We’ve spent the last 2 days exploring the central area of PEI from Charlottetown to Summerside, and up to Cavendish where we’re staying. The Island is a real surprise to us (like most of what we’ve seen everywhere in Canada), and is extremely pretty. The area around Cavendish is tourist central, with Amusement parks, Go Kart tracks, Ripley’s museums, wall to wall shops and stores, and oh yeah, just a bit of stuff related to Anne of Green Gables.
Yesterday we left the area pretty early in the morning and drove along the coast with the aim of making it to Charlottetown eventually. Our first side trip was to Prince Edward National Park, which skirts the northern shoreline in this area. The views are wonderful, and we really enjoyed travelling along the ocean.
The picture on the left is the landside of the dunes shown on the right. They have a real problem of erosion on the north shore, and are losing 1 meter of land a year. You can see the stakes where they are trying to protect the dunes, and have planted grasses to try and keep the sand in place. The red sand is due to Iron oxide in the soils, and is also the reason I can add to my collection of red-dirt shirts that I’ve picked up in Hawaii and Arizona.
Much of the architecture on the north side of the island has the colour green built into it somewhere. This resort is on the edge of the National Park, and includes a number of cottages, and I think this area must include the largest number of vacation cottages on the planet. These accommodations are absolutely everywhere along the north shore and run the gamut from rustic to luxurious.
Charlottetown itself is an old and historic town, and we toured the Confederation Hall that commemorates the original meeting in 1864 which set up the whole process which led to Canada’s founding. The funny thing is that PEI decided that belonging to the nation of Canada was not for them, and opted out for a few years. The hall shows the history of the process from 1864 up until the creation of Nunavut in 1999, and includes all the promises given to provinces to join confederation, both those kept and conveniently ignored. Just in case you didn’t know, BC joined the confederation in 1871.
Today we took it easy in the morning as we have purchased tickets to an ‘Anne and Gilbert’ musical this evening, and want to be fresh for the show. After lunch we took off to explore the area between Cavendish and Summerside. We spent about 3 hours heading down roads wherever the truck was pointed. We stopped at several spots to take in the scenery, and here’s a sample.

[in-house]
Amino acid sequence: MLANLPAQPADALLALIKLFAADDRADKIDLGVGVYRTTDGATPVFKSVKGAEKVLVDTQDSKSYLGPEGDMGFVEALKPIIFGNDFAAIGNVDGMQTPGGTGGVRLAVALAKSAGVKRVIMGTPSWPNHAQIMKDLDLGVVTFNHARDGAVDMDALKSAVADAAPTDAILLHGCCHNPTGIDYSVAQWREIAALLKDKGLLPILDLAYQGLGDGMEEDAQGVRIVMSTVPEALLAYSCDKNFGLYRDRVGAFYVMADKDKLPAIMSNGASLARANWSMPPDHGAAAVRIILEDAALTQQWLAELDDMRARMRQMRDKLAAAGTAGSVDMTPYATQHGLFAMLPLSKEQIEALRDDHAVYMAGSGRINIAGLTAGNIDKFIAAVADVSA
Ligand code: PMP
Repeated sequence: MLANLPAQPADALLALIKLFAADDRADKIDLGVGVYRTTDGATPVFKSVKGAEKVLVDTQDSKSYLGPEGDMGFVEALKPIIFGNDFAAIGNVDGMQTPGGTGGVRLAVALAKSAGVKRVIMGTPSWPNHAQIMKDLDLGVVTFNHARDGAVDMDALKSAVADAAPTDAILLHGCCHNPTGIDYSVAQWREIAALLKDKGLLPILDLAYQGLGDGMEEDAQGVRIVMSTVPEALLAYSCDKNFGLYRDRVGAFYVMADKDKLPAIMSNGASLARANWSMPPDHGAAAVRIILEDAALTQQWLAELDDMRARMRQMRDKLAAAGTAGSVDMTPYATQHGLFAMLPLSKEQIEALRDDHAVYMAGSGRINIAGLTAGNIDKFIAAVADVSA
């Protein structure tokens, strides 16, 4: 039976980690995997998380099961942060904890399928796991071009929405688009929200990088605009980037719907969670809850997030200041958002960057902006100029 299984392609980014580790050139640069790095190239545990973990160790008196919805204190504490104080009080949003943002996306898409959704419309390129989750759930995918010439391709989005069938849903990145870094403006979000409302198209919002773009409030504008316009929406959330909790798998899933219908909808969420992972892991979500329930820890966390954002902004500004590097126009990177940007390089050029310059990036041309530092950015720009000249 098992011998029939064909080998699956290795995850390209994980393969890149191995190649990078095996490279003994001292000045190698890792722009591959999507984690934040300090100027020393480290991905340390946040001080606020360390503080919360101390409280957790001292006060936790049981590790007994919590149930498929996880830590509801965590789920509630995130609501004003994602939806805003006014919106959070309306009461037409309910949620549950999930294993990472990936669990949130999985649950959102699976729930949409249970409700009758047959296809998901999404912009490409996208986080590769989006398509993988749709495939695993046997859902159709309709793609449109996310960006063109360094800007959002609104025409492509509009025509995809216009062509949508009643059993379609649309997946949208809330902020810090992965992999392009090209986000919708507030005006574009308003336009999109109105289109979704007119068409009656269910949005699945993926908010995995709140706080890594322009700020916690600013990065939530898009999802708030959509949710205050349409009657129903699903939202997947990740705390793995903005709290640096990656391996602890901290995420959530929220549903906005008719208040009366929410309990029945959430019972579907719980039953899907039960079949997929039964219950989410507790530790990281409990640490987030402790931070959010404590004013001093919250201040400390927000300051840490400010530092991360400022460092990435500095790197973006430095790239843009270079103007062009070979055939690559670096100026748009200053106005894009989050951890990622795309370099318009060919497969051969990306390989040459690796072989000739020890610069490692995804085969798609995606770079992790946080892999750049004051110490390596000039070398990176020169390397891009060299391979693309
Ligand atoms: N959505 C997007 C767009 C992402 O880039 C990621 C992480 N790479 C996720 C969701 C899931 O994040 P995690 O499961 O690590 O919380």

These were from just north of Cavendish in the National Park.
These two were in the area of New London. The water is full of buoys in this area as there is lots of mussel and oyster harvesting done here.
This church is in Indian River which is virtually in the middle of nowhere. I didn’t see many houses for miles around. Spinnakers Landing is a shopping area on the waterfront in Summerside.
And this is representative of all the area we drove through this afternoon.
At the end of our 3 hour trek I punched in the address of the RV park so we could find our way home, and we were only 37 km away from where we started. We sure saw a lot in that small area. One of the sights was this house on 1.1 acres with a spectacular view, ocean just across a very small road, and ton’s of charm.
The fact that it hits all of Sylvia’s ‘got to have’ buttons as far as house design goes and is for sale for a staggering $325,000 just makes us shake our heads. Transplant this place to Victoria area waterfront and you can increase the cost almost 10 times. Oh well, it’s still too far to commute from Campbell River.
This evening we did our first ‘Anne’ thing (if you don’t count buying Anne of Green Gables chocolates that is) and went to the Anne & Gilbert show at the theatre in Summerside. It is a musical portraying the heroine as she prepares for college and finally falls for Gilbert. The show was great, and the singing top notch. Now we’ll see if we can find some local musicians to watch tomorrow.